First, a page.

CLIMATE CHANGE IS A HUMAN RIGHTS CRISIS
The climate emergency is a human rights crisis of unprecedented proportions. Climate change threatens the enjoyment of civil, political, economic, social and cultural rights of present and future generations and, ultimately, the future of humanity. When climate change-related impacts hit a country or a community, the knock-on effects can seriously undermine the enjoyment of the right to life lived in dignity, endanger a range of freedoms, and in many cases even put at risk the cultural survival of entire peoples.
At the current level of 1.1°C of global warming above pre-industrial levels, we are already witnessing devastating impacts, such as heatwaves and unprecedented wildfires, back-to-back tropical storms of high intensity and severe drought. These events, together with the slow-onset impacts of climate change such as sea-level rise, severely affect the enjoyment of the human rights of millions of people, including the rights to life, water, food, housing, health, sanitation, adequate standard of living, work, development, healthy environment, culture, self-determination as well as the right to be free from discrimination and cruel, inhuman and degrading treatment, among others. This publication describes how people are denied enjoyment of these rights due to climate change, and what the future threats are. For example, about 6,300 people died in the aftermath of super-typhoon Haiyan in the Philippines in 2013 and almost 4 million were affected by the 2019 cyclones in Mozambique, Malawi and Zimbabwe, being killed, displaced and losing access to schools, hospitals and sanitation. According to the Internal Displacement Monitoring Centre, on average, 20.88 million people were internally displaced every year by weather-related events between 2008 and 2018.
Every further increase of global average temperature will aggravate the impacts of climate change for people and the planet. For example, the World Health Organization predicts that climate change is expected to cause 250,000 additional deaths per year between 2030 and 2050 due to malaria, malnutrition, diarrhoea and heat stress. The World Food Programme expects that climate change could lead to a 20% increase in global hunger and malnutrition by 2050. A 2°C rise in global temperature would lead to more than 1 billion people suffering from a severe reduction in water resources.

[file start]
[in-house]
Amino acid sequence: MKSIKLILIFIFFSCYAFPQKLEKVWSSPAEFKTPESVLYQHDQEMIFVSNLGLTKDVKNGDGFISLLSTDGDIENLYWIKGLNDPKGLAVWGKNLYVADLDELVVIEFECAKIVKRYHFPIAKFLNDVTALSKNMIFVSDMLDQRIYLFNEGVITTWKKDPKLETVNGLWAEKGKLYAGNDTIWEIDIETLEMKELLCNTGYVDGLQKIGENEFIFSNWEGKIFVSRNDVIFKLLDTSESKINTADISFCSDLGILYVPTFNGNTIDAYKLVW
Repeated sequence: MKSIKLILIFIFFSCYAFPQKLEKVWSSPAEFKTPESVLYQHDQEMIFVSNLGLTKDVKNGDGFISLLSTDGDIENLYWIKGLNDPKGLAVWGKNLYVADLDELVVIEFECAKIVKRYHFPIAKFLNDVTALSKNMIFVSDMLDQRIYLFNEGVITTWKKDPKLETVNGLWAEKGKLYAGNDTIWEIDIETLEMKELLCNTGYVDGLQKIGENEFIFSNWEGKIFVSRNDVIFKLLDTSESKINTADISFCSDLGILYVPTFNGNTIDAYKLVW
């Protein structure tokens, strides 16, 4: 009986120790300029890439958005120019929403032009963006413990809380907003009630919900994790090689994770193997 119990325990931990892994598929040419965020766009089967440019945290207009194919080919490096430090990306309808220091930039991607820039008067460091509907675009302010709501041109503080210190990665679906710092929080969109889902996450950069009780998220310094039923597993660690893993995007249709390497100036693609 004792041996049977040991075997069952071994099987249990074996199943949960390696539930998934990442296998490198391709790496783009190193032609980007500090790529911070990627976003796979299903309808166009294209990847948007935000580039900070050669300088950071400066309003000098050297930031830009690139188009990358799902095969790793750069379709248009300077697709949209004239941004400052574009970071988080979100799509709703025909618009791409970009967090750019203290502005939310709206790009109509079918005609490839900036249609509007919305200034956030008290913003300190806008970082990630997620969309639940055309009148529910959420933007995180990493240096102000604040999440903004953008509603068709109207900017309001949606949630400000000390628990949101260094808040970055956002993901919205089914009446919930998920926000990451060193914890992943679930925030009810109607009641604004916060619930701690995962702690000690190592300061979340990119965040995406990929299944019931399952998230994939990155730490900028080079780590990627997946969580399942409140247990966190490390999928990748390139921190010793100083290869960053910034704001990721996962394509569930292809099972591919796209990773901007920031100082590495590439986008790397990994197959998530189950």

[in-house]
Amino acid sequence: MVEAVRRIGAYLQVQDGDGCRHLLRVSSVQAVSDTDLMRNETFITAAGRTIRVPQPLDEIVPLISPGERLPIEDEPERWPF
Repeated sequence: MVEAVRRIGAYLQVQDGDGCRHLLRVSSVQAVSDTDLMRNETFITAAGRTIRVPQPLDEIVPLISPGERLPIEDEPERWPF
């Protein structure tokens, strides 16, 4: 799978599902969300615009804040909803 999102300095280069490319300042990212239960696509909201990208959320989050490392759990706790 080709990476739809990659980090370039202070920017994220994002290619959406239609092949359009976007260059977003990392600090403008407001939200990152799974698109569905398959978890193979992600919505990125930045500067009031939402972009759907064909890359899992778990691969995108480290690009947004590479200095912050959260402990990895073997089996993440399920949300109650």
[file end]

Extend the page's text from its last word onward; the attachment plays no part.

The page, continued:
Scientists have confirmed that it is crucial that global warming is maintained within 1.5°C. For example, the Intergovernmental Panel on Climate Change (IPCC) estimated that holding the increase in the global average temperature to 1.5°C could – compared with 2°C – result in 420 million fewer people frequently exposed to extreme heatwaves, reduce the number of people exposed to climate-induced water stress by 50% and reduce the risk of coastal flooding by up to 80% for small island developing states. The 1.5°C threshold can still be met but urgent and wide-ranging measures are needed and the window for action is closing rapidly. Once carbon emissions are reduced to zero, states will need to establish a further, lower threshold for the global average temperature that reduces even further the harmful impacts on human rights that have occurred even at the current global average temperature.
The climate crisis is a manifestation of deep-rooted injustices. Although climate change is a global problem affecting everybody, it disproportionately affects individuals and groups who are already subjected to multiple and intersecting forms of discrimination or who are marginalized as a result of structural inequalities, ingrained practices or official policies that unfairly distribute resources, power and privilege. For example, women are often confined to roles and jobs that make them more reliant on natural resources and therefore more exposed to climate impacts. Because they face barriers in accessing financial or technical resources or are denied land ownership, they are less able to adapt to climate change. Because Indigenous Peoples heavily rely on the natural environment for their livelihoods, housing, medicines and cultural identity, and because they often live in areas prone to climate-related disasters due to a history of expropriation and forced evictions, they are among the groups suffering the most from climate impacts. People with disabilities are at greater risk during climate disasters compared with people without disabilities and their needs and voices are generally neglected in disaster risk reduction strategies. This publication describes the way in which climate change impacts these groups as well as other people marginalized on the basis of gender, class, caste, race and minority status, disability, age and migration status.